And on this cheery note, I’ll pass on the recipe for Sophie’s favorite cookie. We made them while I was visiting, and the whole batch disappeared almost immediately. I’m sure you’ve all had these, but if you think about it, they look like something a fly would LOVE.
Sometimes, no matter how hard I fight it, life just gets in the way of blogging. I’ve loved my time with family, but missed my kitchen.
I’m back home and ready to get some dough under my nails again! Green dough, to be exact – since today is St. Patrick’s Day. I’ll give you my basic recipe for dinner rolls, and then instructions below for making the green clovers. I know it’s too late to wow your friends and family with them this year, but you can always practice making the dough, and then next year you can crank out the shamrocks!
Or…turn the dough into cute little bunnies and chicks for Easter. Here’s a link to my column in Yummy Northwest last year with clear instructions: Fun rolls for Easter
Fair warning, I’m hitting the green wine, starting….NOW! I’ll try to get the recipe ingredients entered before I lose my focus, and the photos snapped while I’m still only seeing one of everything. (Disclaimer: In case you’re wondering about my wine glass, this was a gift from my daughter, who understands my obsession for blue ribbons. She’s not saying I’m a really top-notch whore…just that I will do nearly anything to add to my ribbon collection.)
Powdered creamer is something I never use in coffee. Ghastly stuff. But I’ve tried this recipe without it, and the rolls just don’t turn out as fluffy. Apparently it acts as a dough conditioner. Bite the bullet and use it – you’ll love these versatile rolls!
So. As so often happens, the actual results of my shamrock experiment didn’t exactly match the picture in my imagination. It’s late and I’ve had my share of green wine now, so I’m NOT trying again. Here’s what they looked like – not exactly something that will go viral on Pinterest.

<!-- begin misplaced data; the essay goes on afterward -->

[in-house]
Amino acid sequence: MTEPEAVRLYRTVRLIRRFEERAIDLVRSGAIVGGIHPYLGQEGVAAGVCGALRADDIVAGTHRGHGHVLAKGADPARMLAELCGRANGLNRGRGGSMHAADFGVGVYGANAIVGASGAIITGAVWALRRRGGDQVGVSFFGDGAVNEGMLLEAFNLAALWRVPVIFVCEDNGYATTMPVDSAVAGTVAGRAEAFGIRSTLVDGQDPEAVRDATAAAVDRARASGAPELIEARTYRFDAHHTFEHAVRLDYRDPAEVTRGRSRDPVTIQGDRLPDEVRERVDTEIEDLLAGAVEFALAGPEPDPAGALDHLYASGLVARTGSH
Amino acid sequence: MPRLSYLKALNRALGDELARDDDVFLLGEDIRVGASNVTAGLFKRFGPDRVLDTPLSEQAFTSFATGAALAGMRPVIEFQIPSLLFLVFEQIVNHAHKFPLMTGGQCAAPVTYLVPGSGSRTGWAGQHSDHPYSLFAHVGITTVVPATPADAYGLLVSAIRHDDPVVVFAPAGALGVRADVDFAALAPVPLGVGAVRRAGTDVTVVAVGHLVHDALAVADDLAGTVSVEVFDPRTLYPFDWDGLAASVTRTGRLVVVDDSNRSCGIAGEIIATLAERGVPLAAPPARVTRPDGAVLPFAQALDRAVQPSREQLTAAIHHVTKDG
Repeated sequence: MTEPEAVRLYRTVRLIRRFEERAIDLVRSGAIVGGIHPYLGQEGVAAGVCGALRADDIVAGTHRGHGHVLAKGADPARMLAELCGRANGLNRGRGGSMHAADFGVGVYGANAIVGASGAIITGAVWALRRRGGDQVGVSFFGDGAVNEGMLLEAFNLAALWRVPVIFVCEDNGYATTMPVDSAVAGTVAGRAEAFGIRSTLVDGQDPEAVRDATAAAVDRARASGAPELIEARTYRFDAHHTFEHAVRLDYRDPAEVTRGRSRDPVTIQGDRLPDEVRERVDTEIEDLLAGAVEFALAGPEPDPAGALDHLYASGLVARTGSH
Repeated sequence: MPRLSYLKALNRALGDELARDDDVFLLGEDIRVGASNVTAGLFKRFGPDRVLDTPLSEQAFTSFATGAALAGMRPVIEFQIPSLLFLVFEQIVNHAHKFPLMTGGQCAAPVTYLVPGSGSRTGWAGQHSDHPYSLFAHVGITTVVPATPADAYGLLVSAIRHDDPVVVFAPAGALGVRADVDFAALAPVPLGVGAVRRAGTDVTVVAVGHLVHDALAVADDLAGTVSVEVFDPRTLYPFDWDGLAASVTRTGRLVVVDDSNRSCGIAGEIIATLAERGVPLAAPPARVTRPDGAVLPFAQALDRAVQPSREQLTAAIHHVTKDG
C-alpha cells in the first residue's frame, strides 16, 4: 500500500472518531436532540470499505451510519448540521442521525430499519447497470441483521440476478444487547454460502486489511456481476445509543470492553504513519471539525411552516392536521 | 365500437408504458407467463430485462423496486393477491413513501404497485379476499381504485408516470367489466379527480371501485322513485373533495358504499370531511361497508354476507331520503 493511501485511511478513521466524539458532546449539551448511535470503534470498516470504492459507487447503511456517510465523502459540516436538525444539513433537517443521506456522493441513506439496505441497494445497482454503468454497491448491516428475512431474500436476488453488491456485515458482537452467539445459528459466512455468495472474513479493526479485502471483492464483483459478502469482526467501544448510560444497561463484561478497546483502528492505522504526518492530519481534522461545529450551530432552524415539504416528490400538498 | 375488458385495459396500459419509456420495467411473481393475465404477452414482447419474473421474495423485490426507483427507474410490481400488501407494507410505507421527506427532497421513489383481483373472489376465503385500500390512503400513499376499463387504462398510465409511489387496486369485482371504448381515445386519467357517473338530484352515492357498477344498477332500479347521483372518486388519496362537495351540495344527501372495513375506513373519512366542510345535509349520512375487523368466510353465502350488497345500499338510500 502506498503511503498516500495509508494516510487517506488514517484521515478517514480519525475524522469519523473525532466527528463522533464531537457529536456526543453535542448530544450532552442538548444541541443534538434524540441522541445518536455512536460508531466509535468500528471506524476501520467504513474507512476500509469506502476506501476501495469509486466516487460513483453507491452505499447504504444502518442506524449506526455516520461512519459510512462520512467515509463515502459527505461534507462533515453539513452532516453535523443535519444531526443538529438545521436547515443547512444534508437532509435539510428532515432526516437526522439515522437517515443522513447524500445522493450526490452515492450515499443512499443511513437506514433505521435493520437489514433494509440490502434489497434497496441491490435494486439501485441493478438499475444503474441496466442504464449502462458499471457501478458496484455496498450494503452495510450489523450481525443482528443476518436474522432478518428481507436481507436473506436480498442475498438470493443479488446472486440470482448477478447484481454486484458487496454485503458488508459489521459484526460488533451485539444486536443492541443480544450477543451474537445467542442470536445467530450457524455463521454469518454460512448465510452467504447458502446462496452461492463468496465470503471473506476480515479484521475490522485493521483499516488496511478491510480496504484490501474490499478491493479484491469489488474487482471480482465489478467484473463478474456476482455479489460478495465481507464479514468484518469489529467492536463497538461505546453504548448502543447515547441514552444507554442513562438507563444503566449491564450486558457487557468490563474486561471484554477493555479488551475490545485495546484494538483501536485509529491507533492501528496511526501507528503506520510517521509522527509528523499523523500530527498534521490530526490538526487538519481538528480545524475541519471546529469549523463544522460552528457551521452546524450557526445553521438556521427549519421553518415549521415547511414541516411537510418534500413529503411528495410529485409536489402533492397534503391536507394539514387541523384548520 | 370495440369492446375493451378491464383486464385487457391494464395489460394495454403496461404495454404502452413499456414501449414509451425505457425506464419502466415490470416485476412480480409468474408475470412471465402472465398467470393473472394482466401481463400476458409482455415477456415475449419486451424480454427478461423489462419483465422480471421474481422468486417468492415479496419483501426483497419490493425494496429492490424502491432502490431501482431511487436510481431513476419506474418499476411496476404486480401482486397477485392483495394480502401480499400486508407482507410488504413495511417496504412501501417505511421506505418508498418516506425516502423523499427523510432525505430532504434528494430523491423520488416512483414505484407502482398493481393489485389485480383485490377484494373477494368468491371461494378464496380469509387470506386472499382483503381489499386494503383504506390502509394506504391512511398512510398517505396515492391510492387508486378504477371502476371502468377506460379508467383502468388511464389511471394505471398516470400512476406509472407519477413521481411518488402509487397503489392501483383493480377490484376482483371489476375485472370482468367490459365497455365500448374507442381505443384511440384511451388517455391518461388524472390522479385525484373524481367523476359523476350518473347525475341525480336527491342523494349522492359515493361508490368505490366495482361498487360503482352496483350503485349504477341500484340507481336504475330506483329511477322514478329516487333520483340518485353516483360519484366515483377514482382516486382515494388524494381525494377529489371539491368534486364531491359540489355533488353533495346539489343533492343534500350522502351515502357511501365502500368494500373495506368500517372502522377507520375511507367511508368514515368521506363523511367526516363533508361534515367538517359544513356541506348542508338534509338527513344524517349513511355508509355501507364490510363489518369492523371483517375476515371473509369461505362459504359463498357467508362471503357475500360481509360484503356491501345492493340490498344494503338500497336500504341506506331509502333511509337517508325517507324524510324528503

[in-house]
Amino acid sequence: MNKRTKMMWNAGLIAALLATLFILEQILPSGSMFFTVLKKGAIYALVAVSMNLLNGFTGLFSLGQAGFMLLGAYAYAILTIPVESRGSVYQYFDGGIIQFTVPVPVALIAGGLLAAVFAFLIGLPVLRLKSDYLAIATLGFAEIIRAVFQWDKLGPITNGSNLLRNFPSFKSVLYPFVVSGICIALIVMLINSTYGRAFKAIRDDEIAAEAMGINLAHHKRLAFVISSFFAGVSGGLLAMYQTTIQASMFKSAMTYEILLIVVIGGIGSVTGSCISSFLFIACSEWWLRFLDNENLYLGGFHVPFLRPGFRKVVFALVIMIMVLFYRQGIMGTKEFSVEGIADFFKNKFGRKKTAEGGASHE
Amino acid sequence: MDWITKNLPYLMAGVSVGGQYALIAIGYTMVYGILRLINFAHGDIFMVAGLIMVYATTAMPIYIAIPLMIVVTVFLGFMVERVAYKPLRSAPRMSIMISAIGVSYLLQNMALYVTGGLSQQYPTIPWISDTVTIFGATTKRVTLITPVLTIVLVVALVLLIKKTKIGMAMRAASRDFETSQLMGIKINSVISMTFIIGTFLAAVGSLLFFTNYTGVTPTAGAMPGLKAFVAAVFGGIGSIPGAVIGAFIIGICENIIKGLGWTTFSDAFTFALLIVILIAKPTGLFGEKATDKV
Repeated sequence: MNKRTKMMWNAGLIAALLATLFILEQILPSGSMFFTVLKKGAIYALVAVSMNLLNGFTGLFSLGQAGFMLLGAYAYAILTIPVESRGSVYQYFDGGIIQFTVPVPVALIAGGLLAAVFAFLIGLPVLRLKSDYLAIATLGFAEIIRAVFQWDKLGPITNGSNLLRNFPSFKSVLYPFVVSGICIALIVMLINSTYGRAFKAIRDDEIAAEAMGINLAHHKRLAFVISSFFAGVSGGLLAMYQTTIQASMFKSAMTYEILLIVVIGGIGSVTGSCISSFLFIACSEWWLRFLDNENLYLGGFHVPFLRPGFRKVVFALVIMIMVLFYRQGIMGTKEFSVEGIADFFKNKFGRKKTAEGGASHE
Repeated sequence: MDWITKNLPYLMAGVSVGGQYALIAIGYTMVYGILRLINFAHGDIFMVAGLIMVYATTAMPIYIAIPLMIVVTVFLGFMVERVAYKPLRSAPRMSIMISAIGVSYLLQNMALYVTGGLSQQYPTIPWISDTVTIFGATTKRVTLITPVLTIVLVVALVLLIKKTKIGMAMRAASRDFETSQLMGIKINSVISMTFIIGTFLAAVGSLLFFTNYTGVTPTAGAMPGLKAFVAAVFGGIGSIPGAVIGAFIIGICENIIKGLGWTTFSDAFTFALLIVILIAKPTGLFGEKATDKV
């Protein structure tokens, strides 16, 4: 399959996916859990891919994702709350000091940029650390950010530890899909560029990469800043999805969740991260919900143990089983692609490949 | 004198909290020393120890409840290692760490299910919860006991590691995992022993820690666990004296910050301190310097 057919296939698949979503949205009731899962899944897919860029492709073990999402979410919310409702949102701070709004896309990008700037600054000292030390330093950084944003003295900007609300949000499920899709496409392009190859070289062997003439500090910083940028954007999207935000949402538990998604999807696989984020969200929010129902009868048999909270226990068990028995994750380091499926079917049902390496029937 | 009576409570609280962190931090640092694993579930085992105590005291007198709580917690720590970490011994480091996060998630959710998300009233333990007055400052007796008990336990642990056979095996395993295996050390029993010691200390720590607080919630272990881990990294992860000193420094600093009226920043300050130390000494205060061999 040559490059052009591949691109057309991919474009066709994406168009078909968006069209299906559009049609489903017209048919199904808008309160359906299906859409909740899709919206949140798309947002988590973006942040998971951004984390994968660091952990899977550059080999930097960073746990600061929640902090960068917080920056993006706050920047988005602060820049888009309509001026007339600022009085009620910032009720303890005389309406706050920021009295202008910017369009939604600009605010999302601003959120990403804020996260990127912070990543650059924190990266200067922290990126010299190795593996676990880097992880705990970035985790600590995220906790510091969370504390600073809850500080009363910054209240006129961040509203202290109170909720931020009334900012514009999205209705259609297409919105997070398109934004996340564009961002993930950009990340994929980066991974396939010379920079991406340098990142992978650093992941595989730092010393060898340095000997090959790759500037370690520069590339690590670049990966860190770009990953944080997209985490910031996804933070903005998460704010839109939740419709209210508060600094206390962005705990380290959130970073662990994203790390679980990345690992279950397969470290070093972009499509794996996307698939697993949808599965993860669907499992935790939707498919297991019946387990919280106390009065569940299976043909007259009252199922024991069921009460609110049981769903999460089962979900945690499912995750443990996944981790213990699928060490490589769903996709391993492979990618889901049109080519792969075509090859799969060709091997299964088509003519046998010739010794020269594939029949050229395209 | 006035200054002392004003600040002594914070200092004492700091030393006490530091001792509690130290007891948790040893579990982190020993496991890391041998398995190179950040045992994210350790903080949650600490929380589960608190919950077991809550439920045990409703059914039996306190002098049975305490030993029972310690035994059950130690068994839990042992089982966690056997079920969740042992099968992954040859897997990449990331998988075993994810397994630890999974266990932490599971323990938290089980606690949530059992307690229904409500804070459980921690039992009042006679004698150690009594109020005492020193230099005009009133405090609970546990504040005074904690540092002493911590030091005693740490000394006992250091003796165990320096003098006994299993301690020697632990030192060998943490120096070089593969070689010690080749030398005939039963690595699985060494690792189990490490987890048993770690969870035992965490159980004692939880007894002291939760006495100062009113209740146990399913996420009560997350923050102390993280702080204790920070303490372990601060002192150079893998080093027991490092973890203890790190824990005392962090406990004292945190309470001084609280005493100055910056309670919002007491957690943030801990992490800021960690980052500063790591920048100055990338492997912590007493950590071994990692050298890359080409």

Plan “B” was to make cloverleaf rolls, using jumbo cupcake pans. They rose beautifully and were a perfect, delicate green; not gopher guts green – a very edible spring green shade. To make these, add green food coloring to the mixture in your bowl before you add the flour. So simple.
Roll dough into balls
Spray the pan with a little “Bakers Joy” and put 3 balls of dough in each cavity.
May the Good Lord take a liking to you… but not too soon!
In a rousing change-up from my normal routine, I flew to California to visit my daughter Brenna’s family and get cuddle time with new baby Mack, and found myself in a flurry of preparations for Sophie’s 9th birthday. Birthday parties are my idea of great fun, especially since Brenna and I go by the same principle: more is better.
The theme was black, white, and hot pink zebra designs. There were three girls coming – plus Sophie – for pizza, a slumber party, and bowling the next morning. It was obvious I hadn’t thrown a slumber party in a long time, because I thought that just four girls (and little sister, Taunee) couldn’t eat that much and wouldn’t make very much noise.